However, in seeking the support of the British public you are being less than honest. You have been pretending that this will not increase the risks here at home, whilst knowing that it will. You know as well as I do the extent of Muslim support for a Caliphate in the UK, and it is not negligible. You know that the killers of Bataclan explicitly blamed France's bombing of ISIS for their action. And you know that the RAF bombing of targets in Syria will infuriate many UK Muslims to the extent that they will be willing to die to inflict random damage on the British people. We're not stupid - please don't lie to us. If we support action in Syria, we support it knowing that it carries a real risk to all of us here in the UK (except to the nobs such as you and your ministers and civil servants, obv). 

And if we have to pay the price yet again, as Paris has paid it, we also need you to be honest about the root of the problem in Salafist / Wahabbi Sunni Islam, funded and promoted worldwide by Saudi Arabia. You need to tell us that successive governments have allowed the KSA to pour millions into Islamist gangs in the UK, and that the Muslims who will kill us in revenge for Syria have been radicalised by Saudi money. And above all you need to bite the bullet and join the people of Britain in taking a hit - not to your life, as we will, but to your wallets and to the financial interests of you and your cabal that are so closely tied to the barbarians of KSA.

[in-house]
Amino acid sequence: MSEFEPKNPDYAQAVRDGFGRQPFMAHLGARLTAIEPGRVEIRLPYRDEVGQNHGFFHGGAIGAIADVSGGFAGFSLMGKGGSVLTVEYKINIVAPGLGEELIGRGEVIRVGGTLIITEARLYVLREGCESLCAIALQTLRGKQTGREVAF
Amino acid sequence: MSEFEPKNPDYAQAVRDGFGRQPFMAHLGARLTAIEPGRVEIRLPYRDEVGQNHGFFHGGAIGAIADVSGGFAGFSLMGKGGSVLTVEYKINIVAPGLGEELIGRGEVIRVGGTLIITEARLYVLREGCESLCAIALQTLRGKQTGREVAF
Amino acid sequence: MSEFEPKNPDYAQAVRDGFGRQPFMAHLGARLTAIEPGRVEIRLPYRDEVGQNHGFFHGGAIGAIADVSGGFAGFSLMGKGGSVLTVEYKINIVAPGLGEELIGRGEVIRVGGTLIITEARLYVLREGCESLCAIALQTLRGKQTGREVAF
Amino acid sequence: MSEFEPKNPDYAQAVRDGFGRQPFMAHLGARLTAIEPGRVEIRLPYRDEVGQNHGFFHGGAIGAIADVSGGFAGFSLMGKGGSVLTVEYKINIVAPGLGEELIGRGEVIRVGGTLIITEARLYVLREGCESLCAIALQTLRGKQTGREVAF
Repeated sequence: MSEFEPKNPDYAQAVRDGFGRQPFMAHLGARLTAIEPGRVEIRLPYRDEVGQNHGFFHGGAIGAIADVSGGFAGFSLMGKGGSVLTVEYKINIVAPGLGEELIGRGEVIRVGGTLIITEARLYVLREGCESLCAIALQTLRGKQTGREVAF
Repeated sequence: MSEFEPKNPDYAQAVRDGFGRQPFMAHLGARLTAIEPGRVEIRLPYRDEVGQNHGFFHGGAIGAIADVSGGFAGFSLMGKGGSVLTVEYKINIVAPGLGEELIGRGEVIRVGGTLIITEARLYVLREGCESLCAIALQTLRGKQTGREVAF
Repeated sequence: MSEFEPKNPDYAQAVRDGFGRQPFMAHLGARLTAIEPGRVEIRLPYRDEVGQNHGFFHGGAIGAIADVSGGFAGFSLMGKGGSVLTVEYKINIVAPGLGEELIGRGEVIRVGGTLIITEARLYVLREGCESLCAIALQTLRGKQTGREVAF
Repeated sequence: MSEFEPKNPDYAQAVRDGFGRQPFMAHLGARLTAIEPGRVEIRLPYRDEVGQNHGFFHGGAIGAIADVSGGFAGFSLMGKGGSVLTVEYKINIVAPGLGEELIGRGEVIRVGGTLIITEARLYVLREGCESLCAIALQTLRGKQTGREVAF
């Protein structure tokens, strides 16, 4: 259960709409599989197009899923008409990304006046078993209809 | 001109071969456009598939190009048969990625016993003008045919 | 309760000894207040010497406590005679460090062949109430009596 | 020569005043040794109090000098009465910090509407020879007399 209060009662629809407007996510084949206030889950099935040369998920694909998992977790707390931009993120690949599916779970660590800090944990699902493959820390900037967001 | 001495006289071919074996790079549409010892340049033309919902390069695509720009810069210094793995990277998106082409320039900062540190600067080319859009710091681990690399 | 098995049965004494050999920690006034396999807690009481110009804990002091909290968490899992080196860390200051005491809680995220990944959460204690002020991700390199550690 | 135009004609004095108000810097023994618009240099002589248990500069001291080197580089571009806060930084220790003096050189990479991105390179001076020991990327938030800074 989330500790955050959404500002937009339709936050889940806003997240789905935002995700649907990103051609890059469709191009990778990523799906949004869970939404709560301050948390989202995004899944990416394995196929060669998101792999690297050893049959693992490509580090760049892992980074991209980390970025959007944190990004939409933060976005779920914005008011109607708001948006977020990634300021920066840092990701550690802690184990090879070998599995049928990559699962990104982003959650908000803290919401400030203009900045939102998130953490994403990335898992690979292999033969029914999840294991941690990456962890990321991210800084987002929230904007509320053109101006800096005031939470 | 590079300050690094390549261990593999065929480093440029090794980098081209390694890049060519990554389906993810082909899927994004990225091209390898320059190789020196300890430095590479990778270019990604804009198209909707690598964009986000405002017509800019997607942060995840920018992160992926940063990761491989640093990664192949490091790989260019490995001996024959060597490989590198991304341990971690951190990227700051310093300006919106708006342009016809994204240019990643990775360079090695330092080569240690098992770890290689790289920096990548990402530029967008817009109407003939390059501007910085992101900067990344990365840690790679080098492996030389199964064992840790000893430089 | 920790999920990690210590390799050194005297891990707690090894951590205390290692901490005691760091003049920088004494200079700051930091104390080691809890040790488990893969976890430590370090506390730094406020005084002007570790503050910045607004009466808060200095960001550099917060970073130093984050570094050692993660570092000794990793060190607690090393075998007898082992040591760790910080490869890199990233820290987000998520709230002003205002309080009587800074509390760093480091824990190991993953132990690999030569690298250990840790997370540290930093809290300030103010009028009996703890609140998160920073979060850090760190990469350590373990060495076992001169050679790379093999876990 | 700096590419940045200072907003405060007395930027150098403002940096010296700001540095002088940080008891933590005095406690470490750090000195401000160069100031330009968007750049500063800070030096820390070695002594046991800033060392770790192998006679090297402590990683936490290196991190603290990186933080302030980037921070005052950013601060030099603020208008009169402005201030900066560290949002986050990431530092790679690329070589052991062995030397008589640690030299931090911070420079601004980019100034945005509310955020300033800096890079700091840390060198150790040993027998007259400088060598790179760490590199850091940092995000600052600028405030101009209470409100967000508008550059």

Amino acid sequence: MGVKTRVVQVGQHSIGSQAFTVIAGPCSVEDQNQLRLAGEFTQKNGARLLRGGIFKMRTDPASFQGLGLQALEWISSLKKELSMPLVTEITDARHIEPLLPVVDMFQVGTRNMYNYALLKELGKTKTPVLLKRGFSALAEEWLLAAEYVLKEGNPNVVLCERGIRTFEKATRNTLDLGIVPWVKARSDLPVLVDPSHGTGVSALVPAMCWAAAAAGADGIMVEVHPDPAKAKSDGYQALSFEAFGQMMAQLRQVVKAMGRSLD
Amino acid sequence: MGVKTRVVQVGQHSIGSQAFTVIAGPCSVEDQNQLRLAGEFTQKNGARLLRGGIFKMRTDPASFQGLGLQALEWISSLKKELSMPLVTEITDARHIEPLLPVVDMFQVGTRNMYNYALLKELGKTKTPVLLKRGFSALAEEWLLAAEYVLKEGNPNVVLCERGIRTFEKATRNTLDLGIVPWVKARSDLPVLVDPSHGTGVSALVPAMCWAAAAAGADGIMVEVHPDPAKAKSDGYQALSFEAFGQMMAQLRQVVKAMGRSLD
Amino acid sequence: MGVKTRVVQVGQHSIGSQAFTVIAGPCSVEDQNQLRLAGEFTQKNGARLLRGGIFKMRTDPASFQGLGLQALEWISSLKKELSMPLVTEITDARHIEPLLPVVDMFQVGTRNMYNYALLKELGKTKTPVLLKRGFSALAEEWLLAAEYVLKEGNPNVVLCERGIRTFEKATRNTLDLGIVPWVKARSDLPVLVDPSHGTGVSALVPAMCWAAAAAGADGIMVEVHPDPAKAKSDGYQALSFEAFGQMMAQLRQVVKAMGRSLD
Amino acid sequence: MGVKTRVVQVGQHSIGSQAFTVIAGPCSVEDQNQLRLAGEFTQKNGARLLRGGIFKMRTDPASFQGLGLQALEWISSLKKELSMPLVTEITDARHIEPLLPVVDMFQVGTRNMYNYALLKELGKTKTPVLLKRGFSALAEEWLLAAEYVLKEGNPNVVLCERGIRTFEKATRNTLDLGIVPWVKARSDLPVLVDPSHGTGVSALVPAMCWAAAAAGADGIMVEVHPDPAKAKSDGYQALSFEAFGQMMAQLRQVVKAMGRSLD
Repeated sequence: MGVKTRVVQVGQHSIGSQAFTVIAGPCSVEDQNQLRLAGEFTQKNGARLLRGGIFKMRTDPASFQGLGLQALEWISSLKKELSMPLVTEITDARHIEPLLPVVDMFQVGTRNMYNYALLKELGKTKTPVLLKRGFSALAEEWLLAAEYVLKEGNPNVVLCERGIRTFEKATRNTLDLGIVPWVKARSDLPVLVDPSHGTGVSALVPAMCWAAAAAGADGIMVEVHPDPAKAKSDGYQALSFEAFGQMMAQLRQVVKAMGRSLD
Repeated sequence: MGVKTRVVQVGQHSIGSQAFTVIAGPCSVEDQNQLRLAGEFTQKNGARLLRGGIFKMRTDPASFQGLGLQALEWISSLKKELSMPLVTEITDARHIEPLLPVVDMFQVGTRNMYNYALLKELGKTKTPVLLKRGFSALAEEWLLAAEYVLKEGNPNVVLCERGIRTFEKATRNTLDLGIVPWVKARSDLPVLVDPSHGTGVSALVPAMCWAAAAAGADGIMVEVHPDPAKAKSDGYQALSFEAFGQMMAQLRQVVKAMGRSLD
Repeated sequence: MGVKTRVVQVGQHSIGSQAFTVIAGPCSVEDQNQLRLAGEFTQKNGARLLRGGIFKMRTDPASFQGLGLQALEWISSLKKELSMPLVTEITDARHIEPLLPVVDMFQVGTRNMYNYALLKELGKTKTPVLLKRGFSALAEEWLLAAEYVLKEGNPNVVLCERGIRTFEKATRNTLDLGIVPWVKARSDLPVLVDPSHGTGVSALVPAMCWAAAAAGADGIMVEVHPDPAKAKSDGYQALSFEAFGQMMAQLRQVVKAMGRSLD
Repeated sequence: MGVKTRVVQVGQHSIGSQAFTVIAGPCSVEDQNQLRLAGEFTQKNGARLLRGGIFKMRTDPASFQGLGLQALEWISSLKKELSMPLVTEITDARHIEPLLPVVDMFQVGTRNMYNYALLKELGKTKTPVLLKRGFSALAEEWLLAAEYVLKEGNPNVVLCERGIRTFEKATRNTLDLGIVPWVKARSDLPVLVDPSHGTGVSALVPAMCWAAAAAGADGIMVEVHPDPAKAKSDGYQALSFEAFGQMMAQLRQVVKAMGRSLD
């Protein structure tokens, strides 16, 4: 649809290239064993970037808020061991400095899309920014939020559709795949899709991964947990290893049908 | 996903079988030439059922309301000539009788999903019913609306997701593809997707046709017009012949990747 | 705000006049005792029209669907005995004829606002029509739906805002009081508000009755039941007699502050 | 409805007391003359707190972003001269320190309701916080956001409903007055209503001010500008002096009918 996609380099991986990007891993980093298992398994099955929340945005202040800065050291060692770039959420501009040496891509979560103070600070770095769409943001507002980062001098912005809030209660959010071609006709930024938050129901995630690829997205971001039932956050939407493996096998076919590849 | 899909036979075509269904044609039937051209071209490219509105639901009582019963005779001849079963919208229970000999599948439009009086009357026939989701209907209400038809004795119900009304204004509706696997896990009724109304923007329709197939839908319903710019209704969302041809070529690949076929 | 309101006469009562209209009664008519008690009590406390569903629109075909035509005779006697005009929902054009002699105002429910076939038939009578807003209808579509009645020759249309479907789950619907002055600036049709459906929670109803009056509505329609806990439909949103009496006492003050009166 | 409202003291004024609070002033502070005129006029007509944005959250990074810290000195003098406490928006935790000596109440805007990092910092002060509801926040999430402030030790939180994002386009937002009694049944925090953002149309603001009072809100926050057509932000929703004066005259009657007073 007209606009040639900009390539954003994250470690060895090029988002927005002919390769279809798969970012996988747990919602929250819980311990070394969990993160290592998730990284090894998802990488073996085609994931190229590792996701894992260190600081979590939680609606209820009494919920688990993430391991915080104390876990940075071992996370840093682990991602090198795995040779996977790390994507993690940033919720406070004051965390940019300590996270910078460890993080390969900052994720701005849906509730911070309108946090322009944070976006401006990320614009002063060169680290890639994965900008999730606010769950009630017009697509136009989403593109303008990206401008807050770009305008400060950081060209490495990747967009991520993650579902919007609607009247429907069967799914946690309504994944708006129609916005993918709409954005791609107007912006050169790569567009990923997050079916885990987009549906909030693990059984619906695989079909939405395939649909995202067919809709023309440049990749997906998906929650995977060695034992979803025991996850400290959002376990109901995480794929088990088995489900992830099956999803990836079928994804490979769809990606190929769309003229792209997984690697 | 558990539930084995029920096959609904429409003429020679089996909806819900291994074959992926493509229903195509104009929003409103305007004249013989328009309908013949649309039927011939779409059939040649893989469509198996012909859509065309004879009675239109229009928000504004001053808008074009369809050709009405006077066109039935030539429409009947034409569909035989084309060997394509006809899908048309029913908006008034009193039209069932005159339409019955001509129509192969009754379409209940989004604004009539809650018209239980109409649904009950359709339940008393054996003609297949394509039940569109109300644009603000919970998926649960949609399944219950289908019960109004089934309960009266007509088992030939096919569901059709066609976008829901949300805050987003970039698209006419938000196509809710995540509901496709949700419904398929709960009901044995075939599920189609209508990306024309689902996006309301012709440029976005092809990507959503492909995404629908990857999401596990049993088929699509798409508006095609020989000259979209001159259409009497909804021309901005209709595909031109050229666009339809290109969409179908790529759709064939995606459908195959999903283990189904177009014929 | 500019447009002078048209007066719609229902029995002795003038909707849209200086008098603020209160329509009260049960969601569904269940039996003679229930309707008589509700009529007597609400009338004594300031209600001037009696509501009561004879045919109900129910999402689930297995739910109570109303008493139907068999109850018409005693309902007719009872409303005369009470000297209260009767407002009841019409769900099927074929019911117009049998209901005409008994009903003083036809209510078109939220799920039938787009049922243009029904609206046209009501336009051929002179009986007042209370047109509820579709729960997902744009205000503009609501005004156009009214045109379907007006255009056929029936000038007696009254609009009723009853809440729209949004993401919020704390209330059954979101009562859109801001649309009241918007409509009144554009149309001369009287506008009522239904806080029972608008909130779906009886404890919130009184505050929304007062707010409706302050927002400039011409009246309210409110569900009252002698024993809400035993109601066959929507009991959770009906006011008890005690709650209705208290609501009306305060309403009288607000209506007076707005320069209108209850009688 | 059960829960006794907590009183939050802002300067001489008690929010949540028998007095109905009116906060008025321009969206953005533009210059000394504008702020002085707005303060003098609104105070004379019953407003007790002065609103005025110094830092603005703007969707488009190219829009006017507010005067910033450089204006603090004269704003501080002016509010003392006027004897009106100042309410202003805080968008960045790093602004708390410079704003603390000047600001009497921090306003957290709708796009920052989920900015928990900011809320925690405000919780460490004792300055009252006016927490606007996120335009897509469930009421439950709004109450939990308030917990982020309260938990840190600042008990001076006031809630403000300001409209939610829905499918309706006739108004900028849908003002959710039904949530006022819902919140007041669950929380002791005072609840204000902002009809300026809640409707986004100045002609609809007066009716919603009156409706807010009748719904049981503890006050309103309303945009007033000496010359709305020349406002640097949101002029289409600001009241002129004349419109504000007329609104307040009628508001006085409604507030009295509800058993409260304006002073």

Saturday, 21 November 2015

Juncker's fantasy spy bureau

Every pettifogging senior clerk sooner or later imagines they can replace their boss or bosses - and JC Juncker, the EU's senior unelected official, is no different. Whilst Islamist killers shot the golden youth of Paris last week, all the brandy-loving Luxembourger could think of was the risk to his beloved Shengen agreement. Yesterday, he decided that what Europe really needs is a new Intelligence Agency - headed by no other than JC Juncker.

The remainder of the outcomes of the extraordinary Justice & Home Affairs meeting in Brussels were mixed. So no official roll-back of Shengen but an acceptance that individual nations can suspend it for emergency reasons - as France has done. But external border checks to be applied - when, ahem, an integrated database including SIS, SIS II, SLTD, VIS and Interpol records are made available to EU border nations and erm Europol and Frontex, Juncker's new baby police and border forces.  

They're also going to restrict and make difficult non-bank wire transfers i.e. Western Union of remittances back to home countries; these are sometimes highly economically significant, and fund much more than terrorism. 

We know from experience that the EU has managed to screw up every single competency it has taken - migrants, the euro economy, Ukraine, terrorism, TTIP - so I guess it's natural for our little brandy drinker to want to screw up intelligence as well. 

Make no mistake, these unelected officials already have blood on their hands - their playing for power has left the people of Europe vulnerable and exposed, and the Islamist Shits will kill again. The sooner we can kick them out of our own lives the better.